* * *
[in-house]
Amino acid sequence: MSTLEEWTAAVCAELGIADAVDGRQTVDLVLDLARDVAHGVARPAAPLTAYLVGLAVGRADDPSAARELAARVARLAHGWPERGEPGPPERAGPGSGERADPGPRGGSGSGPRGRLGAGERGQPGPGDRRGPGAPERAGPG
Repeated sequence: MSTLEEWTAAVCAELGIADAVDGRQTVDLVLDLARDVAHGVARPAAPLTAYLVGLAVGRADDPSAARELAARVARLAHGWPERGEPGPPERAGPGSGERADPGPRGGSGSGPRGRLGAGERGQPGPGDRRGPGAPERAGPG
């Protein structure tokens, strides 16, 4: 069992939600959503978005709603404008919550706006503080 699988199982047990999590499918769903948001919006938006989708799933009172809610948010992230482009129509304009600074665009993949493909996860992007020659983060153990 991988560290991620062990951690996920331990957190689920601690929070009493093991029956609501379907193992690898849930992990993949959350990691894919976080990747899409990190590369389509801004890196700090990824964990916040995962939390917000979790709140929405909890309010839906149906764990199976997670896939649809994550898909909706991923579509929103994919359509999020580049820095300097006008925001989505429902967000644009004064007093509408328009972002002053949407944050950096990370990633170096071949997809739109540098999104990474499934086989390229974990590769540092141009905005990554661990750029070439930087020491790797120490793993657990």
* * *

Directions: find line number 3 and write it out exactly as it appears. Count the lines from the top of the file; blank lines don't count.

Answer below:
Repeated sequence: MSTLEEWTAAVCAELGIADAVDGRQTVDLVLDLARDVAHGVARPAAPLTAYLVGLAVGRADDPSAARELAARVARLAHGWPERGEPGPPERAGPGSGERADPGPRGGSGSGPRGRLGAGERGQPGPGDRRGPGAPERAGPG